The relationship adviser continued, saying that once you can watch the movie or listen to the song without shedding tears, that’s when you know you’ve finished the active grieving stage.

Stage 2: Identify Your Patterns

Anami described this period after a breakup as “a time to self-assess” and take total responsibility for how you might have contributed to your relationship’s demise. “Was I not truthful enough? Did I hide behind half-truths? Did I not fully communicate my needs or my love?” Anami asked. “Did I not set strong enough boundaries around things I wouldn’t accept? Did I hold back my love? Get to work and write all of these things down.”

She said journaling these thoughts helps uncover where your blind spots are. “You may want to enlist the help of a coach or a counselor to help you with this,” she suggested. “Then get clear on what you could’ve done instead.”

However, Anami was quick to point out that this exercise isn’t about dwelling in blame and self-flagellation. Instead, it’s about making the unconscious conscious to obliterate the patterns replayed in relationships. “If you created these defense mechanisms to protect yourself, are you now ready to release them?” she pondered. 

Stage 3: Get Into Truer Alignment With Who You Really Are

Your vibe attracts your tribe. “Whatever level you’re vibrating at is the level of person you will attract,” Kim Anami revealed. “Level up your own vibration to get to the next level in a partner.”

While the sex expert said she often hears men and women complaining about how they can’t meet the right people, she noted self-accountability must be considered. “Like attracts like,” she pointed out. “Are you working at a job that you hate that’s really about paying the bills but it’s not an expression of your gifts? If so, you are out of alignment. The more areas of your life you have that are out of alignment, the more you’re going to attract someone who is too.”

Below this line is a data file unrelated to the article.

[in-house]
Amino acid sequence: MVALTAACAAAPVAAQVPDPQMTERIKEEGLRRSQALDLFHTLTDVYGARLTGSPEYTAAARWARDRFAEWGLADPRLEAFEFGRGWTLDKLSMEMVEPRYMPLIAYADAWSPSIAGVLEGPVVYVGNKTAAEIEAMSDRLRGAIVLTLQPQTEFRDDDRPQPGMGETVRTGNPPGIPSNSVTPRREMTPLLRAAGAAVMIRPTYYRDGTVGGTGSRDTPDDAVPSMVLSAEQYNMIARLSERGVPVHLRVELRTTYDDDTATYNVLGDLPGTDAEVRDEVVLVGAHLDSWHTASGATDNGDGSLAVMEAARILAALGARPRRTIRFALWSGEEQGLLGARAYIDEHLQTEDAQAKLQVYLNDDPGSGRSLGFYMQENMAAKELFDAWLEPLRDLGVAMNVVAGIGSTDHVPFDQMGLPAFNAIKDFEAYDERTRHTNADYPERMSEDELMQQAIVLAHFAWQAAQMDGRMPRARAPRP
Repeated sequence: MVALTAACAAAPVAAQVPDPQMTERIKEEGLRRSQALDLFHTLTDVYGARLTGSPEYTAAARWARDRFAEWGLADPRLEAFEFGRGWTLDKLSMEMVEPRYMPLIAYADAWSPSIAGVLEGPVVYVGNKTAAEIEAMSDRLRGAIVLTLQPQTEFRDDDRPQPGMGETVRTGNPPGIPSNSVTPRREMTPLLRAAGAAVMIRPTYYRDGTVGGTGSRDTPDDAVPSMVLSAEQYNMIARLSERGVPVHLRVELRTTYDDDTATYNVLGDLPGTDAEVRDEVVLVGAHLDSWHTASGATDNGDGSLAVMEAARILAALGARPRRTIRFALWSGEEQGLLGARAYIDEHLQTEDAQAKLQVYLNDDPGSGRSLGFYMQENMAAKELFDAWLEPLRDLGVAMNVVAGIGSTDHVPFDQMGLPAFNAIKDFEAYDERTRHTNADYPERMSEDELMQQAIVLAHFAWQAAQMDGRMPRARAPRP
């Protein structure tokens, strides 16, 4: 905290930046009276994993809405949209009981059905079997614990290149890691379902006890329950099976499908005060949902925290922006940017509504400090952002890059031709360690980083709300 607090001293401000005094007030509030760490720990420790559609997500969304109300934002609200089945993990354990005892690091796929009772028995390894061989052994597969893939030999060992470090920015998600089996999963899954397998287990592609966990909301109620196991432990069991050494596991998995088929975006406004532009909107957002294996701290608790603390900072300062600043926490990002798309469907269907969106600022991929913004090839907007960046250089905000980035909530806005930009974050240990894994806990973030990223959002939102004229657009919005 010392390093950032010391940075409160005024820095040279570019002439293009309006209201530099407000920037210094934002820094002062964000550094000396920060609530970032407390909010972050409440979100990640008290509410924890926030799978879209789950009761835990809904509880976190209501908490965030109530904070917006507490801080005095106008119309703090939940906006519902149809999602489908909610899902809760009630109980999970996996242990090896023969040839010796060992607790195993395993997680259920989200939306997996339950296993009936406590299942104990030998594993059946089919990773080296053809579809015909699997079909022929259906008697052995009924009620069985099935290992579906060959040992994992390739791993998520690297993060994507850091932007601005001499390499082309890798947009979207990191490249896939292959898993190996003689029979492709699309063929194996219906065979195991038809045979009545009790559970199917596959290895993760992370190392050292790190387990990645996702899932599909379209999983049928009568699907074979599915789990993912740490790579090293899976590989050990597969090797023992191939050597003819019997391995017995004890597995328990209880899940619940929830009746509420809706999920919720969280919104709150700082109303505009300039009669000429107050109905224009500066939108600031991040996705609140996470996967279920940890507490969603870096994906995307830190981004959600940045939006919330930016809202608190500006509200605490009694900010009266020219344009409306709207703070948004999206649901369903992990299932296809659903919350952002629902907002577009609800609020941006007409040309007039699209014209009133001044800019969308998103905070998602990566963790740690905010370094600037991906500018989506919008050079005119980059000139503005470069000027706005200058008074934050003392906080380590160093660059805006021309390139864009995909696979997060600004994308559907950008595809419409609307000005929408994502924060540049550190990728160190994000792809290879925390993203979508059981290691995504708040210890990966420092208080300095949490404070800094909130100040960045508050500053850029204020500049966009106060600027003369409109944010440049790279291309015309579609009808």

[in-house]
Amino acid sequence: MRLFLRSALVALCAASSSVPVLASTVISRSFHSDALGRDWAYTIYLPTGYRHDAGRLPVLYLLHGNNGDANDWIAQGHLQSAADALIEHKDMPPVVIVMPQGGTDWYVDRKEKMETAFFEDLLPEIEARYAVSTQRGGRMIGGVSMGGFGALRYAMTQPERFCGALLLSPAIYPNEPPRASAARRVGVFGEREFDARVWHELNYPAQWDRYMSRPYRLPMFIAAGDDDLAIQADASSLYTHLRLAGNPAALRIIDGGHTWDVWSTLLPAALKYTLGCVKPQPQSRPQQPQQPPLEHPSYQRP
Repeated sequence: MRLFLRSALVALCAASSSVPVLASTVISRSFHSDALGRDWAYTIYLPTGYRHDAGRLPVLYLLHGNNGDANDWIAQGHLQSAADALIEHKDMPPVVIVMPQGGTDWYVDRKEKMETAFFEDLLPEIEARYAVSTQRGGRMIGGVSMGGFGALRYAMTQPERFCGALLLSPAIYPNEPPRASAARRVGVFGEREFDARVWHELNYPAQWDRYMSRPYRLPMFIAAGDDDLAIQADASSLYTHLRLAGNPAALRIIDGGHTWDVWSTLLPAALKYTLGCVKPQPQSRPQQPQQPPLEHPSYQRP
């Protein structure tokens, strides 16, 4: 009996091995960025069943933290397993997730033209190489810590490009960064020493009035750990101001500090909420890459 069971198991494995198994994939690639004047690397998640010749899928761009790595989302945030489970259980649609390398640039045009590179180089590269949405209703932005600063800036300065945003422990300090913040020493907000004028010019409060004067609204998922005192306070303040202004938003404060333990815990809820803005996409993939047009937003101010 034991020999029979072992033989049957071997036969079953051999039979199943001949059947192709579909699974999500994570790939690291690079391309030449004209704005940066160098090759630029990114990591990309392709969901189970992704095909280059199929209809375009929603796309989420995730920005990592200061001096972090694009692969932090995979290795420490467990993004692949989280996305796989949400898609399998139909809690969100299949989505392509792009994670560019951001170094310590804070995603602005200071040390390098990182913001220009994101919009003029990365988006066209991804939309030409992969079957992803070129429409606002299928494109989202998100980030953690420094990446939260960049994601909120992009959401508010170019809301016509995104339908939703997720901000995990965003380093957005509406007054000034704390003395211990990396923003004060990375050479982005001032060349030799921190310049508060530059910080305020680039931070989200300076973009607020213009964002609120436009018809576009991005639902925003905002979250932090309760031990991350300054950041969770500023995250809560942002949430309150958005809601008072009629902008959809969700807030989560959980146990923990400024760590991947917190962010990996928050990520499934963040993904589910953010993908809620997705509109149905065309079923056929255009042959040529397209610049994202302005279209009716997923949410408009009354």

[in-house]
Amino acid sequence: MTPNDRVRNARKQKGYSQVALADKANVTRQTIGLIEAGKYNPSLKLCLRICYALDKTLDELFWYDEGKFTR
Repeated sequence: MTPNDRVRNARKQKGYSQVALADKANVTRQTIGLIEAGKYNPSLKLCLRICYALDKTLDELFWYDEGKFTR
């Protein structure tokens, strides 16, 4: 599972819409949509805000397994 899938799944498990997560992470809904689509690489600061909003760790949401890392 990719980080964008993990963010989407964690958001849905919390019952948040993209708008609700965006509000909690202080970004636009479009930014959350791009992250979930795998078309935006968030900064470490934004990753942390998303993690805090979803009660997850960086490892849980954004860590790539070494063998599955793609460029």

Stage 4: Scheduling Happiness and Attracting the New

“What brings you joy?” Anami queried. “What are some secret dreams you have forgotten about?”

Anami says get “bucket list-y” and schedule that dream vacation you’ve been putting off. “Engage in what makes you feel most excited and alive,” she said.

Self-pleasure and cultivating your sexual energy are also an essential piece of the attraction puzzle according to the relationship specialist.

“I am always talking about how your sexual energy is your life force energy,” she commented. “This is the energy that creates new life. It is massively helpful to transition you out of a breakup and into a breakthrough. You can harvest your sexual energy as a creative force in your life through my meditate, masturbate, create technique.”

Anami confesses she came up with her “meditate, masturbate, create” concept during a tough breakup. “Your sexual energy is a catalyst for change and growth,” she emphasized. “Use your breakup as an impetus and inspiration. When your heart is cracked up, you’re more pliable to change, so use this time productively and wisely.”